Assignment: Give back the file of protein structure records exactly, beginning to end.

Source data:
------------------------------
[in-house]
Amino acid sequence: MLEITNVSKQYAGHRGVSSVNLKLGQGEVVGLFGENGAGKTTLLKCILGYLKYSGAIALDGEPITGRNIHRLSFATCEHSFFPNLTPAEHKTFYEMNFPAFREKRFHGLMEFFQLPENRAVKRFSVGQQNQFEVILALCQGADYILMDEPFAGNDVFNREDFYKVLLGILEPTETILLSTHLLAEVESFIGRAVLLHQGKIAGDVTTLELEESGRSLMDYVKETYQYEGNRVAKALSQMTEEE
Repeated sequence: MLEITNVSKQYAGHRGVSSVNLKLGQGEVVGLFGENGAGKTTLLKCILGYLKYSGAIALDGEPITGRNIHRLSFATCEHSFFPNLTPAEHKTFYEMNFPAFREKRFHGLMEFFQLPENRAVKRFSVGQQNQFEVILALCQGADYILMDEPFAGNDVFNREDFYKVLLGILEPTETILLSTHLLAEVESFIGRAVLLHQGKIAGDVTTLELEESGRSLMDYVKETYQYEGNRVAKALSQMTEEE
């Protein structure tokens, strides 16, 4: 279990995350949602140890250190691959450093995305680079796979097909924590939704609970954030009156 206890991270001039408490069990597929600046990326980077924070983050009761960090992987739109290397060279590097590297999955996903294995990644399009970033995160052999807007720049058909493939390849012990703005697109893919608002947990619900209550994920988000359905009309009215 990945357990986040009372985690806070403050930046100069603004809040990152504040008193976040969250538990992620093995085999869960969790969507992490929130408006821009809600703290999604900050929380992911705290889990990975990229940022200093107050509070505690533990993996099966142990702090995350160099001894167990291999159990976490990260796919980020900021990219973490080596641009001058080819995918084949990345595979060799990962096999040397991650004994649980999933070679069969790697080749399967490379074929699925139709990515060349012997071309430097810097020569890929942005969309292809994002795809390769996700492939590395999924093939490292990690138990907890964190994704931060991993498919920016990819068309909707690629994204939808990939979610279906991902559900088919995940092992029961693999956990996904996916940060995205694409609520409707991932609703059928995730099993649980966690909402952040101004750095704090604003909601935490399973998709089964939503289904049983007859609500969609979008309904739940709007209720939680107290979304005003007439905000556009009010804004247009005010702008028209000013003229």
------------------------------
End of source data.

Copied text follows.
[in-house]
Amino acid sequence: MLEITNVSKQYAGHRGVSSVNLKLGQGEVVGLFGENGAGKTTLLKCILGYLKYSGAIALDGEPITGRNIHRLSFATCEHSFFPNLTPAEHKTFYEMNFPAFREKRFHGLMEFFQLPENRAVKRFSVGQQNQFEVILALCQGADYILMDEPFAGNDVFNREDFYKVLLGILEPTETILLSTHLLAEVESFIGRAVLLHQGKIAGDVTTLELEESGRSLMDYVKETYQYEGNRVAKALSQMTEEE
Repeated sequence: MLEITNVSKQYAGHRGVSSVNLKLGQGEVVGLFGENGAGKTTLLKCILGYLKYSGAIALDGEPITGRNIHRLSFATCEHSFFPNLTPAEHKTFYEMNFPAFREKRFHGLMEFFQLPENRAVKRFSVGQQNQFEVILALCQGADYILMDEPFAGNDVFNREDFYKVLLGILEPTETILLSTHLLAEVESFIGRAVLLHQGKIAGDVTTLELEESGRSLMDYVKETYQYEGNRVAKALSQMTEEE
């Protein structure tokens, strides 16, 4: 279990995350949602140890250190691959450093995305680079796979097909924590939704609970954030009156 206890991270001039408490069990597929600046990326980077924070983050009761960090992987739109290397060279590097590297999955996903294995990644399009970033995160052999807007720049058909493939390849012990703005697109893919608002947990619900209550994920988000359905009309009215 990945357990986040009372985690806070403050930046100069603004809040990152504040008193976040969250538990992620093995085999869960969790969507992490929130408006821009809600703290999604900050929380992911705290889990990975990229940022200093107050509070505690533990993996099966142990702090995350160099001894167990291999159990976490990260796919980020900021990219973490080596641009001058080819995918084949990345595979060799990962096999040397991650004994649980999933070679069969790697080749399967490379074929699925139709990515060349012997071309430097810097020569890929942005969309292809994002795809390769996700492939590395999924093939490292990690138990907890964190994704931060991993498919920016990819068309909707690629994204939808990939979610279906991902559900088919995940092992029961693999956990996904996916940060995205694409609520409707991932609703059928995730099993649980966690909402952040101004750095704090604003909601935490399973998709089964939503289904049983007859609500969609979008309904739940709007209720939680107290979304005003007439905000556009009010804004247009005010702008028209000013003229």